Crisis partners

As UCI Medical Center went into pandemic mode, Sharma and Chang were both spending a lot of time on their own, pondering the issue of how to supply health workers with appropriate masks. This, remember, was when governors around the country and leaders around the world were competing against each other for the coveted N95’s that in non-pandemic times are a standard part of medical personal protective equipment.

Donations of cloth masks made by people in the community were much-appreciated, but they aren’t actual protection against a viral contagion like the novel coronavirus. Numerically speaking, such fabric masks only provide 26.1% filtration, which is much less than the 95% to 99% filtration provided by the N95s.

So Sharma started poking around online to research potential alternative mask materials. She came across information about the filtration effectiveness of the Halyard H600 sterilization wrap — the stuff around surgical instruments. It’s plastic material created by melting and blowing out polypropylene that is treated with an electro-static charge.

The material and process, Sharma said, closely resemble what happens during the manufacturing of N95 masks.

Sharma said a month ago a research team at the University of Florida started researching Halyard H600 as an alternative material for medical-grade masks. Sharma took that idea a step further, and began looking for a lab that might be able to run some tests. In early April, Greg Rutledge, a filtration expert and chemical engineering professor at MIT, agreed to look at a batch of material she sent his way.

The Halyard H600 proved worthy, providing up to 86.5 percent filtration if used in a double layer, Sharma said.

Chang said she learned of Sharma’s investigations through a random email and connected with her. From her experience in operating rooms, Chang was familiar with the Halyard H600 material, and knew how it went to waste.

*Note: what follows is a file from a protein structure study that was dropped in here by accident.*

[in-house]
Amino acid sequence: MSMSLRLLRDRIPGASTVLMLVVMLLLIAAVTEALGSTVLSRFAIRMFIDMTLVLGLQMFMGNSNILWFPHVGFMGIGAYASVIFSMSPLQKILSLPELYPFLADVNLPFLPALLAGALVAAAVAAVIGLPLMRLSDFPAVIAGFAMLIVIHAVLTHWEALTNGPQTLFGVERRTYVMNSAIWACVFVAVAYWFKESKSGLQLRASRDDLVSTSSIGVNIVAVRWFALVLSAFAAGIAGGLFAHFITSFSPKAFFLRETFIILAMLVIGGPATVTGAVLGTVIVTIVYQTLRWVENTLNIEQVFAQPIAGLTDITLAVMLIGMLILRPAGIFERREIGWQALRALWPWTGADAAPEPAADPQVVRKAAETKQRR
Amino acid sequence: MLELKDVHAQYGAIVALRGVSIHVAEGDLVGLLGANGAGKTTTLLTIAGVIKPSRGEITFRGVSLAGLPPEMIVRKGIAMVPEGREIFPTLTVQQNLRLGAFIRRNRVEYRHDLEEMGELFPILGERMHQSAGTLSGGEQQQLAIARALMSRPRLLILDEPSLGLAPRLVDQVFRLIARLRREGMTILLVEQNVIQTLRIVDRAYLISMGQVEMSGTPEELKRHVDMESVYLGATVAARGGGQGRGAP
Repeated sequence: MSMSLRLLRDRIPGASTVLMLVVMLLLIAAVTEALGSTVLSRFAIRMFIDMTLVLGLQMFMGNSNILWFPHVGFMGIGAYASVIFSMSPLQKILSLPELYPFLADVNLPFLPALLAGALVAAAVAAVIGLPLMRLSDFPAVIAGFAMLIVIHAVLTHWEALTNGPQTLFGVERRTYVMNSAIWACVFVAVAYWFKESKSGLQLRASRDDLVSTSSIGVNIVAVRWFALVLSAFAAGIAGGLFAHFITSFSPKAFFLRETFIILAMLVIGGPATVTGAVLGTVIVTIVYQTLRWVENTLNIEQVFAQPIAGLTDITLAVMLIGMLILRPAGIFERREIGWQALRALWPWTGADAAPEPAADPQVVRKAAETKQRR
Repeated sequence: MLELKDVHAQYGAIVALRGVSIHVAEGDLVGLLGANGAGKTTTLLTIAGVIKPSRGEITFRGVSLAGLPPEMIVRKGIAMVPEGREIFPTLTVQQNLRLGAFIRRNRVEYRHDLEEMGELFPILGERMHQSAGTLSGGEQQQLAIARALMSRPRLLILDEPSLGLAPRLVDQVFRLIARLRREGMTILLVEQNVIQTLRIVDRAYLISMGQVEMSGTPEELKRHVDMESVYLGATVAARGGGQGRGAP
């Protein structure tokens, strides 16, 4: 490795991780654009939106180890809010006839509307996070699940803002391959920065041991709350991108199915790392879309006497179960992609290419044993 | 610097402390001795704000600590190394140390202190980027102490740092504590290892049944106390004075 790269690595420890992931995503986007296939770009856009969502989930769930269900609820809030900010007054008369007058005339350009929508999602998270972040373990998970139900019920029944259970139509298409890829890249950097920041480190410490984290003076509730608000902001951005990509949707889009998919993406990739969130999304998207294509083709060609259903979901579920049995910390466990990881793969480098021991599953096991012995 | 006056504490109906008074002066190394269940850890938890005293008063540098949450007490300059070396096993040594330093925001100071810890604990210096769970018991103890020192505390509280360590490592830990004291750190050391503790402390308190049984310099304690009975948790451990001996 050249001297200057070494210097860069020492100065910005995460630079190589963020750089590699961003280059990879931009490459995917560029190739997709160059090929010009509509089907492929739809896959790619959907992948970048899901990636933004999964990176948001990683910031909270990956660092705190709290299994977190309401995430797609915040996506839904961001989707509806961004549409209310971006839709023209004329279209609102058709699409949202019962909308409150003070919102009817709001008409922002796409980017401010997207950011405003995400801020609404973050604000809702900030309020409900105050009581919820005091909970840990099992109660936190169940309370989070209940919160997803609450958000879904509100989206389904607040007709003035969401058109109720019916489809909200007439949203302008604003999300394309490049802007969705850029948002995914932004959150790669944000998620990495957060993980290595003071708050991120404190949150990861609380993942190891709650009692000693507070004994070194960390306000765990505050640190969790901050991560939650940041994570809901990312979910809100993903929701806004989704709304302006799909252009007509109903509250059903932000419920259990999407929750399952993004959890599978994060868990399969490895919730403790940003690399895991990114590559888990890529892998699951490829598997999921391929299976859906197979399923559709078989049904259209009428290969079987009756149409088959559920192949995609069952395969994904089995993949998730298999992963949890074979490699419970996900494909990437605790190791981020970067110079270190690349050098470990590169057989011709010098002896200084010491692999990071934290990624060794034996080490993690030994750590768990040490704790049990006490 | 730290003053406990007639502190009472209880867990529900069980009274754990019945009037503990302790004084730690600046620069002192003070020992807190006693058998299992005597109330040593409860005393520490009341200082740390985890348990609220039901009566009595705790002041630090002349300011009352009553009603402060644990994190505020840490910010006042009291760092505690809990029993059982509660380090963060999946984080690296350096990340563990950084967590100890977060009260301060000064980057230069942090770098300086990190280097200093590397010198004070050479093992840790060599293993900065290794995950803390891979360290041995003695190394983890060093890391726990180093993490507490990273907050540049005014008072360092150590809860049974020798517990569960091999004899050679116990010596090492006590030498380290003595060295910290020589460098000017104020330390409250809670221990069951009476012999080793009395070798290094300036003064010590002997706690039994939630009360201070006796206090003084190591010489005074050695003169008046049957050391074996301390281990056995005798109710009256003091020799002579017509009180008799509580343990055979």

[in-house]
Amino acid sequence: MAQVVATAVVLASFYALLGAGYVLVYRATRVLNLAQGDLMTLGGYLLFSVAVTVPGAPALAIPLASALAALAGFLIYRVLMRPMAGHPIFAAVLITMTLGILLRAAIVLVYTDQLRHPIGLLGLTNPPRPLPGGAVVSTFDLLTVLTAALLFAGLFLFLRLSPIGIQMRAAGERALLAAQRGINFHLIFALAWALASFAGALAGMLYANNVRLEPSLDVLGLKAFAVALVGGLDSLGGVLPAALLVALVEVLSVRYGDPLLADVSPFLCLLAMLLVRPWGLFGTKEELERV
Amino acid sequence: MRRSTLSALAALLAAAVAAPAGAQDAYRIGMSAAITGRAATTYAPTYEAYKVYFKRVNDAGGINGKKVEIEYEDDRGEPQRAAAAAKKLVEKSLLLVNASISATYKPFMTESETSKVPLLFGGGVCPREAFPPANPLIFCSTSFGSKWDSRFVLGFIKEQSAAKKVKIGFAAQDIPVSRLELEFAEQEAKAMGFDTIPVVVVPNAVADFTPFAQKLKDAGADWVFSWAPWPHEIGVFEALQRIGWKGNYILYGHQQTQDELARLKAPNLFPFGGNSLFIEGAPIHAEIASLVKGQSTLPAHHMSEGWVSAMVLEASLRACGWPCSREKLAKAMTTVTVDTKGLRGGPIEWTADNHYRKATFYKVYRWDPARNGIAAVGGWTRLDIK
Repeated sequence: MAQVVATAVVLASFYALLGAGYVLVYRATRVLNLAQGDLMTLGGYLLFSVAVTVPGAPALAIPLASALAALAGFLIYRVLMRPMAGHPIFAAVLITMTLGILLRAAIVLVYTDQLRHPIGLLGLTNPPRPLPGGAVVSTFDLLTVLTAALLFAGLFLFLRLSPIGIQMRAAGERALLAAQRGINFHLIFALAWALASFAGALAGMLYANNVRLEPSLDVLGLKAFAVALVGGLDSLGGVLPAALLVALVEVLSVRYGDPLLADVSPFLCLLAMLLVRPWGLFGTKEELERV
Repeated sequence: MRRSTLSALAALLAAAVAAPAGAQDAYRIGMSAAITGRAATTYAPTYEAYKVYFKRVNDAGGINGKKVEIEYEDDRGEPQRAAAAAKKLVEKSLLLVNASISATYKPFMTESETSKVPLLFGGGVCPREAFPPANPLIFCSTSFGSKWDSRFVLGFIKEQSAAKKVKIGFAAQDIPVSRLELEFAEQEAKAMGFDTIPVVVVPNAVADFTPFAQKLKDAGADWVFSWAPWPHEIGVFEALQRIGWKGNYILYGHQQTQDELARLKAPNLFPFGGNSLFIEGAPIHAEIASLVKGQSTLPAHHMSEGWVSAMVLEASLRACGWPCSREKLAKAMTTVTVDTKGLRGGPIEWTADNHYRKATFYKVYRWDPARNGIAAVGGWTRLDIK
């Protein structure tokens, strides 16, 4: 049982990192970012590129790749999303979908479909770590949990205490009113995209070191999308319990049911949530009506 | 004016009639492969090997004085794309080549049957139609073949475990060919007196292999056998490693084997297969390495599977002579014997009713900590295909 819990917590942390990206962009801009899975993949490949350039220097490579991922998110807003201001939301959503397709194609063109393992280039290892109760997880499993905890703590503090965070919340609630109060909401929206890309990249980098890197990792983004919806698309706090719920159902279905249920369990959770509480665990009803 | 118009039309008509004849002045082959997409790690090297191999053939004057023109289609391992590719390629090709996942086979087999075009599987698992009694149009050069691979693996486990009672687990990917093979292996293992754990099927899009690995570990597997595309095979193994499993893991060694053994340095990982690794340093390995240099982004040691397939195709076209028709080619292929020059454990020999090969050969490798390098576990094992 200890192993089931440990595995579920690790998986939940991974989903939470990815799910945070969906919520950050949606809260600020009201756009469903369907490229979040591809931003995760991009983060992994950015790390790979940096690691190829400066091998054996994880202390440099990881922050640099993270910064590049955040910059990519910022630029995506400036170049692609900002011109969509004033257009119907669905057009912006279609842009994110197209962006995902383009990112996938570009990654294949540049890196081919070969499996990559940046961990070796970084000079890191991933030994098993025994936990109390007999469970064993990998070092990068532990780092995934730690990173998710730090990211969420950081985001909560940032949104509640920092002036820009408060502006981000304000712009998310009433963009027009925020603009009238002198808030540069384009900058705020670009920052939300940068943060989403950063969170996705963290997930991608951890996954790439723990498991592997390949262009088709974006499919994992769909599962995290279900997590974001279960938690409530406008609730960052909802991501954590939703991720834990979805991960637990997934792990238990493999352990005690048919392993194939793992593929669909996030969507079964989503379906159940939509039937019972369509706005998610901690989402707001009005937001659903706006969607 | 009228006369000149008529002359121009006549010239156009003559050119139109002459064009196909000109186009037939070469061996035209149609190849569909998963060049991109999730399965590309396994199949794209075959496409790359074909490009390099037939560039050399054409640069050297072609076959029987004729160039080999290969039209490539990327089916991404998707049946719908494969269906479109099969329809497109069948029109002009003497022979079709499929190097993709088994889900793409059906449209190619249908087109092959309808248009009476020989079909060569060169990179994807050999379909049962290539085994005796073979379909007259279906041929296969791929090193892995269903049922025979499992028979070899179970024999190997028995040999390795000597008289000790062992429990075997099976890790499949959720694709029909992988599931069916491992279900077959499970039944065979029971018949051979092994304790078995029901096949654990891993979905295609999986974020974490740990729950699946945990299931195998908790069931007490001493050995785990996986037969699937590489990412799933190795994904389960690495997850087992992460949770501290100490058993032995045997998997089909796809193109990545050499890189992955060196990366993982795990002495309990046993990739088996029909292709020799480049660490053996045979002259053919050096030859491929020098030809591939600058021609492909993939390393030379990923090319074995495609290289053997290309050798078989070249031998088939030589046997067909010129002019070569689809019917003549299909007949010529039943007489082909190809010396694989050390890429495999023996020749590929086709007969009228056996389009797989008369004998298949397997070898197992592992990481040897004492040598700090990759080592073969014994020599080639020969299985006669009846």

Chang worked on the logistics of getting UCI on board to let them collect and recycle the material. She also found someone to create the prototype — family friend Hong Daniel, an immigrant from Vietnam who lives in Laguna Niguel. Daniel has put four children through UC Irvine with the proceeds from various family enterprises that included a liquor store and a bakery.

Daniel is not a trained seamstress, but she has made clothes for her family. Eager to give back to the community, Daniel has “just been sewing away at home,” making the masks, Chang said.

“She’s a real hero.”

Ramping up

But to scale up their mask venture, professionals were required.

Enter Alana Stirdivant and Jenny Farrell. They’re friends who each run their own businesses in the apparel industry.

When the pandemic froze their enterprises, they switched to a joint effort marketing masks made out of fabric that Farrell’s swimwear company, OC Cutworks in Santa Ana, had in abundance. Those masks are sold on Stirdivant’s website,

Some dots needed to be connected. Farrell learned of the UCI mask project from a childhood friend, Jaclyn Meadows, the woman who once had been the nanny for the children of Sharma’s UCI mentor.

Together, Farrell and Stirdivant are underwriting the cost of making the UCI masks with proceeds from the sales of their swim-fabric masks. Her shop cut the recycled Halyard H600 fabric into stacks of 7-by-8-inch squares for the masks.

But Farrell hired another company, South Coast Sewing, run by her mother, Cha Sullivan, and brother-in-law Damion Roberson, to make the 2,000 masks. Her mom’s shop is two doors down from Farrell’s.

Farrell, who also attended UCI, said helping out on this project “feels amazing.”

“If I don’t have the money to donate … I love donating my time,  or just anything I can do.”